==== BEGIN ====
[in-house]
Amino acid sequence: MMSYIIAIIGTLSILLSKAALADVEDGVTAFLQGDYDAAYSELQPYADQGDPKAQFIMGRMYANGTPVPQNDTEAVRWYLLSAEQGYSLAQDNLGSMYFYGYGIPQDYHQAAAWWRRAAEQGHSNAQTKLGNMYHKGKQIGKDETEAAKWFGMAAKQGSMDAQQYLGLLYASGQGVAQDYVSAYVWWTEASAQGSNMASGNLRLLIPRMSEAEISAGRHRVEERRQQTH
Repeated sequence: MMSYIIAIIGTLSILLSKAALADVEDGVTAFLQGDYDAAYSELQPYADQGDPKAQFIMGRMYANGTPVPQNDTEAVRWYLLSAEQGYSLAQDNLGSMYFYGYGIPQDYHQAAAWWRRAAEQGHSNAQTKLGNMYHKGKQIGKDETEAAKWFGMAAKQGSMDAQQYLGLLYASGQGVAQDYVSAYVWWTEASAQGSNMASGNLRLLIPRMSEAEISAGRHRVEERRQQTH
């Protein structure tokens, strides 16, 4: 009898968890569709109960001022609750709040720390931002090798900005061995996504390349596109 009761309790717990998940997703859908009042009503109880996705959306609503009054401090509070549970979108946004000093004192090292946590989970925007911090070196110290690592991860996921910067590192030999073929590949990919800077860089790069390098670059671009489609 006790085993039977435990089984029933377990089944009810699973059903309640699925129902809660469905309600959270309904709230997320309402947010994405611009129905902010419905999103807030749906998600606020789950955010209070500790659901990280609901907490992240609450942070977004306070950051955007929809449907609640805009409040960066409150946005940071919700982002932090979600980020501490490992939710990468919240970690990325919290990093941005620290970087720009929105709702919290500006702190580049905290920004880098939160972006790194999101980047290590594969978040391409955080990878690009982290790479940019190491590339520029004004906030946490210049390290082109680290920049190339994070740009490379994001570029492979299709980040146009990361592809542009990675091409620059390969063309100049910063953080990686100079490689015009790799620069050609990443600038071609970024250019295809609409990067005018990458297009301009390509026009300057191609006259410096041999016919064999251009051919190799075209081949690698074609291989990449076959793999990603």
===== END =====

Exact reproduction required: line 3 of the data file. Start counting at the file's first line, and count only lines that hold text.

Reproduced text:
Repeated sequence: MMSYIIAIIGTLSILLSKAALADVEDGVTAFLQGDYDAAYSELQPYADQGDPKAQFIMGRMYANGTPVPQNDTEAVRWYLLSAEQGYSLAQDNLGSMYFYGYGIPQDYHQAAAWWRRAAEQGHSNAQTKLGNMYHKGKQIGKDETEAAKWFGMAAKQGSMDAQQYLGLLYASGQGVAQDYVSAYVWWTEASAQGSNMASGNLRLLIPRMSEAEISAGRHRVEERRQQTH